||Witkop, B. & Brossi, A. (1984). Natural toxins and drug development. In Natural Products and Drug Development (ed. P. Krogsgaard-Larsen, S. Brogger Christensen and H. Kofod), Alfred Benzon Symposium 20, pp. 283-300. Munksgaard, Copenhagen.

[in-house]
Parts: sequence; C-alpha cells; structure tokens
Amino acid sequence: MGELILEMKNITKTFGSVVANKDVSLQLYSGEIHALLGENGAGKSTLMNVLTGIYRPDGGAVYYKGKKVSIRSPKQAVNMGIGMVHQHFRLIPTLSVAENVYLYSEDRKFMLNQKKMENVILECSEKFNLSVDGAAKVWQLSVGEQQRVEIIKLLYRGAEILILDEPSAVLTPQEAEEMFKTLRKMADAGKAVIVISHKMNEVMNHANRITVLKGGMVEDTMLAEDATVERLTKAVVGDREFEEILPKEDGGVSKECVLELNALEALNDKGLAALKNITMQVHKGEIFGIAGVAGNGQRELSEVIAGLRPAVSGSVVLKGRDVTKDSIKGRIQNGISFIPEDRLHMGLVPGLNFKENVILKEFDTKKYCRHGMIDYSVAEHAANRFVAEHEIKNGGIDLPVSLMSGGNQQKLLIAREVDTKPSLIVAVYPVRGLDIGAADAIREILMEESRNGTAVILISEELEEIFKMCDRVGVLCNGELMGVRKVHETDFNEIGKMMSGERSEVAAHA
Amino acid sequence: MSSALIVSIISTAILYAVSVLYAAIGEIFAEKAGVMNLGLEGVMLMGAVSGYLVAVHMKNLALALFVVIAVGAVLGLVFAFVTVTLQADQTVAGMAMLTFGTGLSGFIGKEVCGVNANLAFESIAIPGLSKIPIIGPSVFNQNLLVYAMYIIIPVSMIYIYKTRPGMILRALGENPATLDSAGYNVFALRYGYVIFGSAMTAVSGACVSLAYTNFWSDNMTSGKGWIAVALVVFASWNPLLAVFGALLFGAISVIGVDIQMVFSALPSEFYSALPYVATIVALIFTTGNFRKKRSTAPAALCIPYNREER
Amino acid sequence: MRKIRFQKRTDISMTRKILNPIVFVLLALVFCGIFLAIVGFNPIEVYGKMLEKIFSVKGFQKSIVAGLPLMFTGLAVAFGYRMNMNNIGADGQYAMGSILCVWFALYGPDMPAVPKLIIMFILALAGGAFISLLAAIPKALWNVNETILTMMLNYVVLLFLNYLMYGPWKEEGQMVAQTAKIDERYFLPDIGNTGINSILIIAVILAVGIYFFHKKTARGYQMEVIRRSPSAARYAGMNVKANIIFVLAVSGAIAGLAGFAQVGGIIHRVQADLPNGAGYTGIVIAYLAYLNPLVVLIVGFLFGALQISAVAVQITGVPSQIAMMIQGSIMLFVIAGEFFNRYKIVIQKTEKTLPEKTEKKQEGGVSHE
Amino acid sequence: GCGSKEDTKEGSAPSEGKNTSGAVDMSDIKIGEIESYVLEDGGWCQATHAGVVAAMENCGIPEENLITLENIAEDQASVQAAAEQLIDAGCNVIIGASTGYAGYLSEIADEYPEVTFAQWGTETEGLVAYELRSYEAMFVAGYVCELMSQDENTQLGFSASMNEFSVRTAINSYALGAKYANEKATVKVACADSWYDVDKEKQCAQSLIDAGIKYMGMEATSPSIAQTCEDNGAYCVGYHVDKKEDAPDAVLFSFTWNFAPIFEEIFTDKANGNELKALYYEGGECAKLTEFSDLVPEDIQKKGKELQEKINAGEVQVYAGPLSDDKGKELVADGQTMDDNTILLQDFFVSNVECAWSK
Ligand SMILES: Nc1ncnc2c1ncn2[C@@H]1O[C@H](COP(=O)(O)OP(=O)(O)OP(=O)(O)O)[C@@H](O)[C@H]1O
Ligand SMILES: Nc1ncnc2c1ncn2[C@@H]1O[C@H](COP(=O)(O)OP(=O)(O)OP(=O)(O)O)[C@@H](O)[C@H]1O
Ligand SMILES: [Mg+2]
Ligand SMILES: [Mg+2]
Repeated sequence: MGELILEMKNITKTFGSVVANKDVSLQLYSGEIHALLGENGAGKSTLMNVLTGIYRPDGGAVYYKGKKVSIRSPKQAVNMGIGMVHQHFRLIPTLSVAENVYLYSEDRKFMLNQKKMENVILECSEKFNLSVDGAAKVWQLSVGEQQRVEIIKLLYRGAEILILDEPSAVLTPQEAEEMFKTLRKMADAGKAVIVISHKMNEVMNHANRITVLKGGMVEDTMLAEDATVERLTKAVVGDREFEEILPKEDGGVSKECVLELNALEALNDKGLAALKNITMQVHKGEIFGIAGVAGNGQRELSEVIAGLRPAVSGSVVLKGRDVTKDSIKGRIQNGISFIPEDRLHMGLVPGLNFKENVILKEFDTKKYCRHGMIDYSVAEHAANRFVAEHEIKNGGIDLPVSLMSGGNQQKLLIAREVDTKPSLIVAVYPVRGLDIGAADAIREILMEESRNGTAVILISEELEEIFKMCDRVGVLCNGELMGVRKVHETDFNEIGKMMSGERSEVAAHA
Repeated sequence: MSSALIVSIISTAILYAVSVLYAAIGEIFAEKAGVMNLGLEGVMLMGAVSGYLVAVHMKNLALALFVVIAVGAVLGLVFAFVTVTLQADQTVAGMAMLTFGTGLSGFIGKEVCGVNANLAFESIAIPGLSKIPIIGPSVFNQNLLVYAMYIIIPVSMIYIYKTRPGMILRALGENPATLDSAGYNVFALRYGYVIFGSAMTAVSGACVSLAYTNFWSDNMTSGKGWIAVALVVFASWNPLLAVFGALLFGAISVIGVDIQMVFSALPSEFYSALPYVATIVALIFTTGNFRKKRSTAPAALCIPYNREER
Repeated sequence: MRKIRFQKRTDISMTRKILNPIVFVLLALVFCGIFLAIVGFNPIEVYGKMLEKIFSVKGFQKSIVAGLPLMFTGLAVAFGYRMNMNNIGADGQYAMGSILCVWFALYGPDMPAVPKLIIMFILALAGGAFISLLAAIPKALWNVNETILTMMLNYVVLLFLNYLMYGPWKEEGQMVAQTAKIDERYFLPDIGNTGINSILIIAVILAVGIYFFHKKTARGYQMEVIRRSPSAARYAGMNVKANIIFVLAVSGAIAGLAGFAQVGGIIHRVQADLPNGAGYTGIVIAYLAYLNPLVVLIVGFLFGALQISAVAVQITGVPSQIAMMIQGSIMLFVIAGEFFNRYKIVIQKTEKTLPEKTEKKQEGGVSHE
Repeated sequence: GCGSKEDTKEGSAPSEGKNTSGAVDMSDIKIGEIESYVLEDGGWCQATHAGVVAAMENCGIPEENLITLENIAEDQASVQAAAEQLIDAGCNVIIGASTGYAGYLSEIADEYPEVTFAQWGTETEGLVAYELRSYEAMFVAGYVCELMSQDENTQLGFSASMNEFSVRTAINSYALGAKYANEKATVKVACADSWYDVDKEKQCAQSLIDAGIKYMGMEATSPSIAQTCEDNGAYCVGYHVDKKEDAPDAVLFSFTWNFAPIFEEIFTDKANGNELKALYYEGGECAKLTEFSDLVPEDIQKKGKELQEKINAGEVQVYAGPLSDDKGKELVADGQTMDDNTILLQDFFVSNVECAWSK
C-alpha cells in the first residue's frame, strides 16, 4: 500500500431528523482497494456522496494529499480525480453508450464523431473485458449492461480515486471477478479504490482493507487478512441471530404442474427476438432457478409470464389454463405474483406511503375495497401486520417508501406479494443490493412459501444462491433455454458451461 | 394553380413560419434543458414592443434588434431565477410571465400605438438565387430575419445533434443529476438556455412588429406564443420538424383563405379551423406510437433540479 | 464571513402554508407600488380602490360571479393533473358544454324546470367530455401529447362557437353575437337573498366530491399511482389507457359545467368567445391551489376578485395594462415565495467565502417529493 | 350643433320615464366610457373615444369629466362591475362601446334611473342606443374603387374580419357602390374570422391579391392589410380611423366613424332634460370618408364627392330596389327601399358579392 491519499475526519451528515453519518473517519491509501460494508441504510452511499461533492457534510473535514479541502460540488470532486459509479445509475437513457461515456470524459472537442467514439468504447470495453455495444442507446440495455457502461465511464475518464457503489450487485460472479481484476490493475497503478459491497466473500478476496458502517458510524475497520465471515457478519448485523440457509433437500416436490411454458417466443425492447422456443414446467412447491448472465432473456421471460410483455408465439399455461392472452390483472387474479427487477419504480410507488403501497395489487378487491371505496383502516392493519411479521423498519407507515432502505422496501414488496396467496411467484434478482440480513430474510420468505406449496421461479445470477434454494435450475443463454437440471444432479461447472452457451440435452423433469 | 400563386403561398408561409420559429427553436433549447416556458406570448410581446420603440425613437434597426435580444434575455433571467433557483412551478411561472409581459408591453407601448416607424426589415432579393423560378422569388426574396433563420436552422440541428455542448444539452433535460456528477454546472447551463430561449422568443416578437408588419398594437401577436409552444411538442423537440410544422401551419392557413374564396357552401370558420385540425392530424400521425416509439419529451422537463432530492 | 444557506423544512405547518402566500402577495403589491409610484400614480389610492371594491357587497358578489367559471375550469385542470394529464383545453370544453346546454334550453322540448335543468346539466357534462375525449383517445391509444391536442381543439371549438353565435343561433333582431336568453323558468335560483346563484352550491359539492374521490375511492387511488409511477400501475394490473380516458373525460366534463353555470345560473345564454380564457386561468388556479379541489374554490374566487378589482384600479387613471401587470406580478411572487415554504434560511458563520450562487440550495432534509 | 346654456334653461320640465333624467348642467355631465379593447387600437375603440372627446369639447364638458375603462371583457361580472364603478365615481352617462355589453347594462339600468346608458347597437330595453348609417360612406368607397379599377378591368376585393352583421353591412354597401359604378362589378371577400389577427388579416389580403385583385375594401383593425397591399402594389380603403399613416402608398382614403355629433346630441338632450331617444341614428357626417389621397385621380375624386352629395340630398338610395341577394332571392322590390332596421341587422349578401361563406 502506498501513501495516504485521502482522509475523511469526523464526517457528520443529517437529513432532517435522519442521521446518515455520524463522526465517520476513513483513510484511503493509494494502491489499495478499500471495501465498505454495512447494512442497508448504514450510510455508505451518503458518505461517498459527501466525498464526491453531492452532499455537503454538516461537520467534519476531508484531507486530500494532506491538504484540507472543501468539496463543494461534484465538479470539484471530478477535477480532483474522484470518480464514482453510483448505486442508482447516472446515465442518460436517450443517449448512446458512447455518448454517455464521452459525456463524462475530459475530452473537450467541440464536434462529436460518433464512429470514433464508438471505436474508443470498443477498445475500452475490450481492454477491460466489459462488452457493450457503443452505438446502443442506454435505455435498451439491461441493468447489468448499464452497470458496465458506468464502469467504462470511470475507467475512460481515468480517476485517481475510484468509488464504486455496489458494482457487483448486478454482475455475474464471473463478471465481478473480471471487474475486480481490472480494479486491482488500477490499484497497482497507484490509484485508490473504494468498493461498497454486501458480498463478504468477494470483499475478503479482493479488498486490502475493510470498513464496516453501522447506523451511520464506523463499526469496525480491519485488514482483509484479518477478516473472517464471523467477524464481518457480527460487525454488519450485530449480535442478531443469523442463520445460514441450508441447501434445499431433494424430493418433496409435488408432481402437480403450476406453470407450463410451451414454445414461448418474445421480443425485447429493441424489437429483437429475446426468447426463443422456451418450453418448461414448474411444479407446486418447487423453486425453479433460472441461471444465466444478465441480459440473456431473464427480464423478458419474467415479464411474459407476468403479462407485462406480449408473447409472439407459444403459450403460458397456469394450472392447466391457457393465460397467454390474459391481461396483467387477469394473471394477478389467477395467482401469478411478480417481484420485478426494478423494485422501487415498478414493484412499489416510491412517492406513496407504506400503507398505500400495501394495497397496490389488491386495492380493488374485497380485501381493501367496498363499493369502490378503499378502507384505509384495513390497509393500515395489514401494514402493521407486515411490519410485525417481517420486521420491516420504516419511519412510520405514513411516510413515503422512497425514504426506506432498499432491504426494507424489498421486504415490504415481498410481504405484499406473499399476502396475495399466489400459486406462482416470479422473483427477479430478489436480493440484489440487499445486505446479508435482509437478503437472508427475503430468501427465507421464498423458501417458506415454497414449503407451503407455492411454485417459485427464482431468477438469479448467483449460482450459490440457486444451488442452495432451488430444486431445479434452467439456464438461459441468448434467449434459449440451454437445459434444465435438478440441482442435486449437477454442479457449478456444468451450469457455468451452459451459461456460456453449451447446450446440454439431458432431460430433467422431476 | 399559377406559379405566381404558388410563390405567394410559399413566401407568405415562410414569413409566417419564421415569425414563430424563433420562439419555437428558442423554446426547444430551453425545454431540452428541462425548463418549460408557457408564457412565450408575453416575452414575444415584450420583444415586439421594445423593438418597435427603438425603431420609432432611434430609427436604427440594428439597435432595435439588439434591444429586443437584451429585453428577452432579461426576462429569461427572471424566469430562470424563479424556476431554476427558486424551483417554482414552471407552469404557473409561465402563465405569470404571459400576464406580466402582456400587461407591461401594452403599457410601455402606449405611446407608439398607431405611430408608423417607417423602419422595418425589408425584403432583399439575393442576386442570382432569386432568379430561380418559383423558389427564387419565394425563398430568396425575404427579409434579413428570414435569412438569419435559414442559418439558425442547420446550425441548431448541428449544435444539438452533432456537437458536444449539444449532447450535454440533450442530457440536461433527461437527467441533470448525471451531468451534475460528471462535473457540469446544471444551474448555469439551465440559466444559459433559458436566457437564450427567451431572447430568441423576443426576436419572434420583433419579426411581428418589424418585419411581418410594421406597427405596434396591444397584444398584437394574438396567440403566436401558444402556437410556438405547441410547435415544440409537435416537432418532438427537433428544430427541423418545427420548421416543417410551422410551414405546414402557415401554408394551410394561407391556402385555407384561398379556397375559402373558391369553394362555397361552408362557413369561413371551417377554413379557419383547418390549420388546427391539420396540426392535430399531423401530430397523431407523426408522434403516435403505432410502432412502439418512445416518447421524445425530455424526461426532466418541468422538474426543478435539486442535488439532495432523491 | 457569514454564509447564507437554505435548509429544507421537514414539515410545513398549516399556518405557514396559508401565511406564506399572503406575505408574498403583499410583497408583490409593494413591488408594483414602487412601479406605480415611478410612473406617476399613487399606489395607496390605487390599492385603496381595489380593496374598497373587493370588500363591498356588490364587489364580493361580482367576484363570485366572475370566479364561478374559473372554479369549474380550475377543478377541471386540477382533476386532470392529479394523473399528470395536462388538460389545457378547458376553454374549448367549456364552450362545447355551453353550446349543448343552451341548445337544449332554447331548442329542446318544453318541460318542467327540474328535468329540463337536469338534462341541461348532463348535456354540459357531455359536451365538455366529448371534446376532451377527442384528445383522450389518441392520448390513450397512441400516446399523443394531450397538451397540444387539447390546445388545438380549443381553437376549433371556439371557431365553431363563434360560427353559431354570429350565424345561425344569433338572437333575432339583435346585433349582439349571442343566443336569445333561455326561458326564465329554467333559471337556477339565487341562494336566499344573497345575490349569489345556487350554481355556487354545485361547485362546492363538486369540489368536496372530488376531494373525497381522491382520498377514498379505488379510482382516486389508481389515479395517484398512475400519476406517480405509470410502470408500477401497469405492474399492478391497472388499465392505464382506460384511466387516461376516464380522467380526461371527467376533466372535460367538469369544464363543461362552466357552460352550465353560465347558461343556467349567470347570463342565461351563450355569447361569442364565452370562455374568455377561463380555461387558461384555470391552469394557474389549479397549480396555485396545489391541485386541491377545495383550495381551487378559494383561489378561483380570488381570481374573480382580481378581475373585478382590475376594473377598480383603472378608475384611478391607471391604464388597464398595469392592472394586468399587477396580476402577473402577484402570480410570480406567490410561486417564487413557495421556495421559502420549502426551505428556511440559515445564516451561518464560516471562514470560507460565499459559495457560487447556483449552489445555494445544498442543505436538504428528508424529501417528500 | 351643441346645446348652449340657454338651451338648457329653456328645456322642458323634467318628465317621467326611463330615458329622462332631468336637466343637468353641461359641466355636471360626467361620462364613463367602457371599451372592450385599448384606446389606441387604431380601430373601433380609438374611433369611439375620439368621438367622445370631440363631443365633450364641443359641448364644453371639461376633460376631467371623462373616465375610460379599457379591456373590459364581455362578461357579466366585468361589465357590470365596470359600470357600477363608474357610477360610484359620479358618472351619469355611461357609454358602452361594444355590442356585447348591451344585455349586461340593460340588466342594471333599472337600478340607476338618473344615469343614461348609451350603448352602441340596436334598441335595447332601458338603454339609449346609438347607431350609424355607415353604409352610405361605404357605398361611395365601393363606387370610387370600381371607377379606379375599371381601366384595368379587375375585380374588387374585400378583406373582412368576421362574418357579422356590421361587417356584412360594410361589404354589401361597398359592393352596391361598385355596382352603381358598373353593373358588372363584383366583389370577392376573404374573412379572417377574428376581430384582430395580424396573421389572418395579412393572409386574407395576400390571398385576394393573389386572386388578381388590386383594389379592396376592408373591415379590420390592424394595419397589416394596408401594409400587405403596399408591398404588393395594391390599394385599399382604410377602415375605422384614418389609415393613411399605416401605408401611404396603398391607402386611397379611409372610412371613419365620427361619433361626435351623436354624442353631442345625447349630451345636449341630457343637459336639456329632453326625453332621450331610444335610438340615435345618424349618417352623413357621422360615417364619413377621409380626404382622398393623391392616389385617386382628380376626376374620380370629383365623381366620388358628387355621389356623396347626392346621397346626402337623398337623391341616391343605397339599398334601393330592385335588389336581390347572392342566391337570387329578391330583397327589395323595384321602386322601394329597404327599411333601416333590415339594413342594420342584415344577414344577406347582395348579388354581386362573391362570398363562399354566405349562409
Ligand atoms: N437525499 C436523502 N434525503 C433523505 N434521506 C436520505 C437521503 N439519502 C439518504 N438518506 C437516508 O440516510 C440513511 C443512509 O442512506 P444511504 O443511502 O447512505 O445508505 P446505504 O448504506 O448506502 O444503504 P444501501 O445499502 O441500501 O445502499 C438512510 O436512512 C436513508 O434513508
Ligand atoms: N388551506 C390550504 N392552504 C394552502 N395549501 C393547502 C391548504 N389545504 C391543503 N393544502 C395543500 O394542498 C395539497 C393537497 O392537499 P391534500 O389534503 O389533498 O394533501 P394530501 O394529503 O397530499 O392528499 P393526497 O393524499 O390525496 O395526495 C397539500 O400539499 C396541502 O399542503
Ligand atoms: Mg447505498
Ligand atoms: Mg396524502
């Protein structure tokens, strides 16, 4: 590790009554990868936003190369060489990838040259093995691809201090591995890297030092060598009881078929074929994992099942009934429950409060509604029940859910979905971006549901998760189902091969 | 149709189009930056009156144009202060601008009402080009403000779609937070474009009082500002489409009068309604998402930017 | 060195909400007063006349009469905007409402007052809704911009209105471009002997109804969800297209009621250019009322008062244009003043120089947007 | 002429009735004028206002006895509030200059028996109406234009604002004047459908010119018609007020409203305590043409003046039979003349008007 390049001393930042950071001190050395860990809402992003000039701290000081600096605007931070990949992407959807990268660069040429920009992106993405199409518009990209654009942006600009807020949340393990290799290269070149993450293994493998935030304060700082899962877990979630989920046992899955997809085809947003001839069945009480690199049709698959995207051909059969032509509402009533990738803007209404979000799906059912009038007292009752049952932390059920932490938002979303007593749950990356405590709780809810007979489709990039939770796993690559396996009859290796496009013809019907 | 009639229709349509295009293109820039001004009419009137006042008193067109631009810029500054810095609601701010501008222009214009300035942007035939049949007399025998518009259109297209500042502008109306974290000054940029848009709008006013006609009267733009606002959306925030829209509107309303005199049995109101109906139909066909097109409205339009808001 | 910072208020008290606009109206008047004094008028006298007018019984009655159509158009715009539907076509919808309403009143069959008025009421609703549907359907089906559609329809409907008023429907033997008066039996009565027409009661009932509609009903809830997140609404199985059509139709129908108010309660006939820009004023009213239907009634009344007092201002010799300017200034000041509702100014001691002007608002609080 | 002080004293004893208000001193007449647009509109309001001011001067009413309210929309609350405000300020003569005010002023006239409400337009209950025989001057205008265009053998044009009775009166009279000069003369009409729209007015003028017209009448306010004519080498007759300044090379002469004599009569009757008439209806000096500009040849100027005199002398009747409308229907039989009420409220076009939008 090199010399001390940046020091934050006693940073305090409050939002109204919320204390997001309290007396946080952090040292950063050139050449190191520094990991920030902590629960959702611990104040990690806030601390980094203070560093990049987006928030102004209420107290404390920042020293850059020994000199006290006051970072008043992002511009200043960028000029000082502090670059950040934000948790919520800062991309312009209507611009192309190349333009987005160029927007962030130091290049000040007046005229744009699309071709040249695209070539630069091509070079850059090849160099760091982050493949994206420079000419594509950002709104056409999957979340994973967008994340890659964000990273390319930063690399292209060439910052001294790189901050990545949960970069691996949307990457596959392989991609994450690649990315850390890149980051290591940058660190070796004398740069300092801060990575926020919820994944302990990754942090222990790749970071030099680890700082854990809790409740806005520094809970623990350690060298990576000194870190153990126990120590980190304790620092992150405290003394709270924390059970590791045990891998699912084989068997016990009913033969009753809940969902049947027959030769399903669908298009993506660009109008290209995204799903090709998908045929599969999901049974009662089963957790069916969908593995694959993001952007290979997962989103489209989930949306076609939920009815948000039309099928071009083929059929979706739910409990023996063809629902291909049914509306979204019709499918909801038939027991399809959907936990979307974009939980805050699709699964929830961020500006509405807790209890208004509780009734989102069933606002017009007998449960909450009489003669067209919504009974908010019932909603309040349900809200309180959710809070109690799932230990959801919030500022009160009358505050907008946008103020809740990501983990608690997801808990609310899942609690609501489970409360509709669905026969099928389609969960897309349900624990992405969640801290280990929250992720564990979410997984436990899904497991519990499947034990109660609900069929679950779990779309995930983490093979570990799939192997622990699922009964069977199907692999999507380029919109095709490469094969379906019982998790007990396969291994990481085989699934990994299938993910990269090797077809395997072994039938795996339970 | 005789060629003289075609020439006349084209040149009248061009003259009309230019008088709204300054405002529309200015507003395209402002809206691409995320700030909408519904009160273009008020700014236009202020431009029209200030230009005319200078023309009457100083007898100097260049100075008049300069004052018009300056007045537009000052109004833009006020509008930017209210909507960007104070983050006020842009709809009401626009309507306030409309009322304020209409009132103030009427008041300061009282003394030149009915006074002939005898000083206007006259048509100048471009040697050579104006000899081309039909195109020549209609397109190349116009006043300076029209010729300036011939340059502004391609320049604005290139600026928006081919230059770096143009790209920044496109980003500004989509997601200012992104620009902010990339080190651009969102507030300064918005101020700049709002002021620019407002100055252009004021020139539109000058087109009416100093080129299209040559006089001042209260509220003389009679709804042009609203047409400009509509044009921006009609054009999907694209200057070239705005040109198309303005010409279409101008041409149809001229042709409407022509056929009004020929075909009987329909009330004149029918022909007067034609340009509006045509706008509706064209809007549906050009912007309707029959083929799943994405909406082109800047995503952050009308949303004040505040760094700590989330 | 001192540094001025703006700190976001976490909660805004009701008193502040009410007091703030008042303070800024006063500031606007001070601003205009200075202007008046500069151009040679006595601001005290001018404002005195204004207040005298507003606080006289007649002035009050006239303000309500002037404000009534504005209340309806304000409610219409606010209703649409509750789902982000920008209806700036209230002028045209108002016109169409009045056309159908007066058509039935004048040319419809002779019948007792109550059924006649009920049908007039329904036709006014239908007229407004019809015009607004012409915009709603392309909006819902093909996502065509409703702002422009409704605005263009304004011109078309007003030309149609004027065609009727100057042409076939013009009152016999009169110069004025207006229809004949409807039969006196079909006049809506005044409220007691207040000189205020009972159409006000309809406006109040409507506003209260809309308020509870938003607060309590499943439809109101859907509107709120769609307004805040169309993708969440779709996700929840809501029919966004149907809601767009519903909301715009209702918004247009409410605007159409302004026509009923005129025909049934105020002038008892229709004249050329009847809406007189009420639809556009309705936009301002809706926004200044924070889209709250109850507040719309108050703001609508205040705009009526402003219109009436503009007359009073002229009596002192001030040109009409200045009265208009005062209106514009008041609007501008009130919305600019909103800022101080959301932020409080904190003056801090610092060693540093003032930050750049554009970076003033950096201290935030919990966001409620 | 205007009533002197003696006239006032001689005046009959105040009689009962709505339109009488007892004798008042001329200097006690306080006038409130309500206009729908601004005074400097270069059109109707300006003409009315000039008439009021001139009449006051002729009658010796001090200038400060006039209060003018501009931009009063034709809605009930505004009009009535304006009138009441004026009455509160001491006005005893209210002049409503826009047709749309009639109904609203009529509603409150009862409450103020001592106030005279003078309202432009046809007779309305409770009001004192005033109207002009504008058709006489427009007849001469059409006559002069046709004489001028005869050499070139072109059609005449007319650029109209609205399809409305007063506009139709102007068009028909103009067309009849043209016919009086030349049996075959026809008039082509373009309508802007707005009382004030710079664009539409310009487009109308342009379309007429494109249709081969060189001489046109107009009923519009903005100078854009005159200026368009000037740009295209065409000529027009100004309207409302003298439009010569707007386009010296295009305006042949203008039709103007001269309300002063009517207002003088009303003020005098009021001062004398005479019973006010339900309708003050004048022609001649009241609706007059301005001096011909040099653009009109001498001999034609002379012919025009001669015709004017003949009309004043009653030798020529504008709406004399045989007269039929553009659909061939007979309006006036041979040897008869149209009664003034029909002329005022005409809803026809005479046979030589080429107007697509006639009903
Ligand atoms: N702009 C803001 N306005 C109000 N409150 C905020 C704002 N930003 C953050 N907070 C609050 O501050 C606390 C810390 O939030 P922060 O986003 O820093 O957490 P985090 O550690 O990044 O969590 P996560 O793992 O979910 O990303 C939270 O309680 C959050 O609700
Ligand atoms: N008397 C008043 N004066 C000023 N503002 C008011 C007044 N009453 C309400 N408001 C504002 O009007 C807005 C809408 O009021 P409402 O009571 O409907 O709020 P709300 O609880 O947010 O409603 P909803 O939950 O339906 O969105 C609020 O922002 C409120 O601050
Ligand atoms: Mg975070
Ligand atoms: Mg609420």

||P.370 bottom paragraph to p.371 top paragraph: "Investigations of amphibian skin gland secretions have been undertaken for a variety of reasons. They have been a source of material for biophysical research, for biochemical taxonomy to assess the systematic status of selected species groupings and their evolutionary relationships, and for the search for new pharmaceuticals (Cei, Erspamer & Roseghini, 1972 Witkop & Gossinger, 1983 primary source, Erspamer, 1994). Bernard Witkop, in particular, has worked extensively on the alkaloid fractions of granular gland secretions. He drew attention to the fact that dendrobatid (poison dart) frog alkaloids (batrachotoxins, histrionicotoxins and pumiliotoxins) have novel chemical structures and have proved to be a particularly useful tool in research into cell receptor sites and ion transport channels in cell membranes. These compounds have wide applications in biophysics, neurophysiology, pharmacology and synthetic organic chemistry (primary source). These authors have also noted the analgesic action of some components of the secretions. Dermorphin, a novel opioid heptapeptide produced in the skin of the South American leaf frogs, genus Phyllomedusa, has a 1000-fold greater effect than morphine at the same dosage level (primary source). While such analgesics may function as part of a defence strategy against a potential predator, inducing a soporific effect, it is possible that they also function as a pain relief mechanism to enable the amphibian to cope with predator-induced or other injury."